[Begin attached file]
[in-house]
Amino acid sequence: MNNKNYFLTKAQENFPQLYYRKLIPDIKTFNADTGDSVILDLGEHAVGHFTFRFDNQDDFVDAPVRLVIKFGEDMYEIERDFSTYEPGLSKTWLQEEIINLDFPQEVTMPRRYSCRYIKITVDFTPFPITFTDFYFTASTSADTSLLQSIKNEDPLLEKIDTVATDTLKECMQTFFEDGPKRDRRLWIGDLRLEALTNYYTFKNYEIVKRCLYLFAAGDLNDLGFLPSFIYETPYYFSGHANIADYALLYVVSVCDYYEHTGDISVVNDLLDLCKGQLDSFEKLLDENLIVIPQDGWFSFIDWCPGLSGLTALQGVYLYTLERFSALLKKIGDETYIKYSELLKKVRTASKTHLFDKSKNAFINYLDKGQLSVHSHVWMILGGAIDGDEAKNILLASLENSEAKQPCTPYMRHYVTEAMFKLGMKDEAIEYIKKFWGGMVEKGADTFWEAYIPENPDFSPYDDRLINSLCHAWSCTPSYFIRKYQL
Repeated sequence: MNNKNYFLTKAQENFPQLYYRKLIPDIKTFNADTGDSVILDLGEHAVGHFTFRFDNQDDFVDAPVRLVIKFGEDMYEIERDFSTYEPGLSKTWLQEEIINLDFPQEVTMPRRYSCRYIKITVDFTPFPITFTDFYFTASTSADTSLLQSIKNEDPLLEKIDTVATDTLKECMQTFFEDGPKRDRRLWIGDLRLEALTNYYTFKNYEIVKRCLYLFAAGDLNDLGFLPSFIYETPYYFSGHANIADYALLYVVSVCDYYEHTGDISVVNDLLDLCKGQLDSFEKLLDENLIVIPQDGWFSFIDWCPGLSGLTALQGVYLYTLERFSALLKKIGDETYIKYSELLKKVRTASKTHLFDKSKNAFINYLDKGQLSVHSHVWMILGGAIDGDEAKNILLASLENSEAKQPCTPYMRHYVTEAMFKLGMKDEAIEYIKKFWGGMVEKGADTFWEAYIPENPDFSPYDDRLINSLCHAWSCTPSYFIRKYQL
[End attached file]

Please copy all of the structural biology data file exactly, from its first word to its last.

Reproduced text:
[in-house]
Amino acid sequence: MNNKNYFLTKAQENFPQLYYRKLIPDIKTFNADTGDSVILDLGEHAVGHFTFRFDNQDDFVDAPVRLVIKFGEDMYEIERDFSTYEPGLSKTWLQEEIINLDFPQEVTMPRRYSCRYIKITVDFTPFPITFTDFYFTASTSADTSLLQSIKNEDPLLEKIDTVATDTLKECMQTFFEDGPKRDRRLWIGDLRLEALTNYYTFKNYEIVKRCLYLFAAGDLNDLGFLPSFIYETPYYFSGHANIADYALLYVVSVCDYYEHTGDISVVNDLLDLCKGQLDSFEKLLDENLIVIPQDGWFSFIDWCPGLSGLTALQGVYLYTLERFSALLKKIGDETYIKYSELLKKVRTASKTHLFDKSKNAFINYLDKGQLSVHSHVWMILGGAIDGDEAKNILLASLENSEAKQPCTPYMRHYVTEAMFKLGMKDEAIEYIKKFWGGMVEKGADTFWEAYIPENPDFSPYDDRLINSLCHAWSCTPSYFIRKYQL
Repeated sequence: MNNKNYFLTKAQENFPQLYYRKLIPDIKTFNADTGDSVILDLGEHAVGHFTFRFDNQDDFVDAPVRLVIKFGEDMYEIERDFSTYEPGLSKTWLQEEIINLDFPQEVTMPRRYSCRYIKITVDFTPFPITFTDFYFTASTSADTSLLQSIKNEDPLLEKIDTVATDTLKECMQTFFEDGPKRDRRLWIGDLRLEALTNYYTFKNYEIVKRCLYLFAAGDLNDLGFLPSFIYETPYYFSGHANIADYALLYVVSVCDYYEHTGDISVVNDLLDLCKGQLDSFEKLLDENLIVIPQDGWFSFIDWCPGLSGLTALQGVYLYTLERFSALLKKIGDETYIKYSELLKKVRTASKTHLFDKSKNAFINYLDKGQLSVHSHVWMILGGAIDGDEAKNILLASLENSEAKQPCTPYMRHYVTEAMFKLGMKDEAIEYIKKFWGGMVEKGADTFWEAYIPENPDFSPYDDRLINSLCHAWSCTPSYFIRKYQL